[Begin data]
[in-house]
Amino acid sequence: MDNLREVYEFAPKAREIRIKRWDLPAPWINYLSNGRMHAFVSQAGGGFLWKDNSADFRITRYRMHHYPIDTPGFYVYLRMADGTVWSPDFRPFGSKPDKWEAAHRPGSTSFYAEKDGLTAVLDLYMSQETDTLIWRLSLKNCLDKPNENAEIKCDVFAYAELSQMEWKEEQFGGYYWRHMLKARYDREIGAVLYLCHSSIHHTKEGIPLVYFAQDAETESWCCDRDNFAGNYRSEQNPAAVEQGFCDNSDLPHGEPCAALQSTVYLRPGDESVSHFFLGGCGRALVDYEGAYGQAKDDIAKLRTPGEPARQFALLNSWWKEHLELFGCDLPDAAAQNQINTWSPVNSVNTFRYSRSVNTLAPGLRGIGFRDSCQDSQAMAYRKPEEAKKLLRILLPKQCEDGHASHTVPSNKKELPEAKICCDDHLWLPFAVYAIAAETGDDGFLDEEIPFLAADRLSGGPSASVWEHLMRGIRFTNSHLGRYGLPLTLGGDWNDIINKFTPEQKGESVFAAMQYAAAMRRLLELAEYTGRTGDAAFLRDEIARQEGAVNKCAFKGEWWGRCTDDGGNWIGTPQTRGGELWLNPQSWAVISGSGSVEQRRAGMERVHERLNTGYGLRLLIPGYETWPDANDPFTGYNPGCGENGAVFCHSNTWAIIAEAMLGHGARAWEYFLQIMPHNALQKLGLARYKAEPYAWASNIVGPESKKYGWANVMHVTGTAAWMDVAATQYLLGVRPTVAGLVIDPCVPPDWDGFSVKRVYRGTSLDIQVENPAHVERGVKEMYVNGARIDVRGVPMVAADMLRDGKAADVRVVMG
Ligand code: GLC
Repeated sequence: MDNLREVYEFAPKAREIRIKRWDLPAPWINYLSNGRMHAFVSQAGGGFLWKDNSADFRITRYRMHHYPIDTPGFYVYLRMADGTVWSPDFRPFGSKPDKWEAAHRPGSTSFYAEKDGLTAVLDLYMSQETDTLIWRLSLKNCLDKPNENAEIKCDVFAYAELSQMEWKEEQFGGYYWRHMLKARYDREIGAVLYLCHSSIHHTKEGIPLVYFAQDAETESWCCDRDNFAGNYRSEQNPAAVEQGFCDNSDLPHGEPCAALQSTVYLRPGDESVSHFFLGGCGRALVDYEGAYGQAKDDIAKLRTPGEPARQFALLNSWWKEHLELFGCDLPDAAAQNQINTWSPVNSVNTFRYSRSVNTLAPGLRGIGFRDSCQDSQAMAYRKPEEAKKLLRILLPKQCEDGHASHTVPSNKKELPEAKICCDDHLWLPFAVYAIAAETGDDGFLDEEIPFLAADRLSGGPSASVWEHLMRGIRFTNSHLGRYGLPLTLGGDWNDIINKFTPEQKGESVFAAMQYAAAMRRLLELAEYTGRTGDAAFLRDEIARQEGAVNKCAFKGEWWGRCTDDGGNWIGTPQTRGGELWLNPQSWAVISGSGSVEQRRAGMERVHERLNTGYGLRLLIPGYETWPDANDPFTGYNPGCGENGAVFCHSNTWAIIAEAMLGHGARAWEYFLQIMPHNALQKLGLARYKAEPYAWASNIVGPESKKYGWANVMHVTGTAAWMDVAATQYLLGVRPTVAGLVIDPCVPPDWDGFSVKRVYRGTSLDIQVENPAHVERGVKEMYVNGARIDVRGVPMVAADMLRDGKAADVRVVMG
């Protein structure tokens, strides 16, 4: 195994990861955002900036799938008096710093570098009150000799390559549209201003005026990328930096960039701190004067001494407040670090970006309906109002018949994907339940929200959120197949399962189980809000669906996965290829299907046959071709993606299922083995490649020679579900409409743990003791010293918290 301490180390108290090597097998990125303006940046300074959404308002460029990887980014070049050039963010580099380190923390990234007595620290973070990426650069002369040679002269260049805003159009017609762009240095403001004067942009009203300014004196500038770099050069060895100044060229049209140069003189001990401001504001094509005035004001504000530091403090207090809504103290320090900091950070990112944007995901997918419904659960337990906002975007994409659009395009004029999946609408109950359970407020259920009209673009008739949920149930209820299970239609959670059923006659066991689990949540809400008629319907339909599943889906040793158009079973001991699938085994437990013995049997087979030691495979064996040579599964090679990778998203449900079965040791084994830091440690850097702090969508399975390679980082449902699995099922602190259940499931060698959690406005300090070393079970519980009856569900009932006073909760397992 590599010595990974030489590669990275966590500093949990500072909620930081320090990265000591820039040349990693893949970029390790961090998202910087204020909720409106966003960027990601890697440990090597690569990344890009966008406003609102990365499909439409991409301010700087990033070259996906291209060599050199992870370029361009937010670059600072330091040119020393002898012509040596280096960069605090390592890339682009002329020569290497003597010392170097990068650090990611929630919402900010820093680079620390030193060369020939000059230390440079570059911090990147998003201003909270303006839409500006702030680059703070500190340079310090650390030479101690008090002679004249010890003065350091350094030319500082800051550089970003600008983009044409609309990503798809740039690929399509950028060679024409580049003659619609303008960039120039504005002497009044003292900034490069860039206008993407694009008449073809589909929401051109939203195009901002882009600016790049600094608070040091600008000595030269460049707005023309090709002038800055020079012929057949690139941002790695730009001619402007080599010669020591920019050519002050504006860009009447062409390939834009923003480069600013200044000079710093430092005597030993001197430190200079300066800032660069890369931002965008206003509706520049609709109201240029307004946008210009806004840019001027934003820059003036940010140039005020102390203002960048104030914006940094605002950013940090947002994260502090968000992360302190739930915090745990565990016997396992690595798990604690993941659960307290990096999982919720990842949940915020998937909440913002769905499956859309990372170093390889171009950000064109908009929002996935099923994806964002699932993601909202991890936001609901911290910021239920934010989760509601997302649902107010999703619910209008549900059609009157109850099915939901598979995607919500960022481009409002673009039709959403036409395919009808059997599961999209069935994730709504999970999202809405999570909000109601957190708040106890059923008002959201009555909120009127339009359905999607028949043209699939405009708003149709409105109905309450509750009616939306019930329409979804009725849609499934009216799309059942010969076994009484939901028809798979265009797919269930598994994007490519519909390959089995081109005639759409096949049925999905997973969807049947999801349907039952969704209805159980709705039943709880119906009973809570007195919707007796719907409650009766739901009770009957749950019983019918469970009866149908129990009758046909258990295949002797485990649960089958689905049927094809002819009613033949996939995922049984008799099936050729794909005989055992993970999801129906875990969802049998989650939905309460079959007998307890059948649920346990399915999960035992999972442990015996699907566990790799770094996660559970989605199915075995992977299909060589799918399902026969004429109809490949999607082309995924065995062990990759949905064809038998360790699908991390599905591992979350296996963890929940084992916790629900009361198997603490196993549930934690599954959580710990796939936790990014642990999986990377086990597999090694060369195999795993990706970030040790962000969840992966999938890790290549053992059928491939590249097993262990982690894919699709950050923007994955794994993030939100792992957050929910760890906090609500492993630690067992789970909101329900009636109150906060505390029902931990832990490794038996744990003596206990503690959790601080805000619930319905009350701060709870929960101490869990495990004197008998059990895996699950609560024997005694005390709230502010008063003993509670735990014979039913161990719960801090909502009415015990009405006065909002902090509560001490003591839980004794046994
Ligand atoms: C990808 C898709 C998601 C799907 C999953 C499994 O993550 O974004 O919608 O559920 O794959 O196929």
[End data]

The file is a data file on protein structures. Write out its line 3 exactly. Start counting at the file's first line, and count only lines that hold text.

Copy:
Ligand code: GLC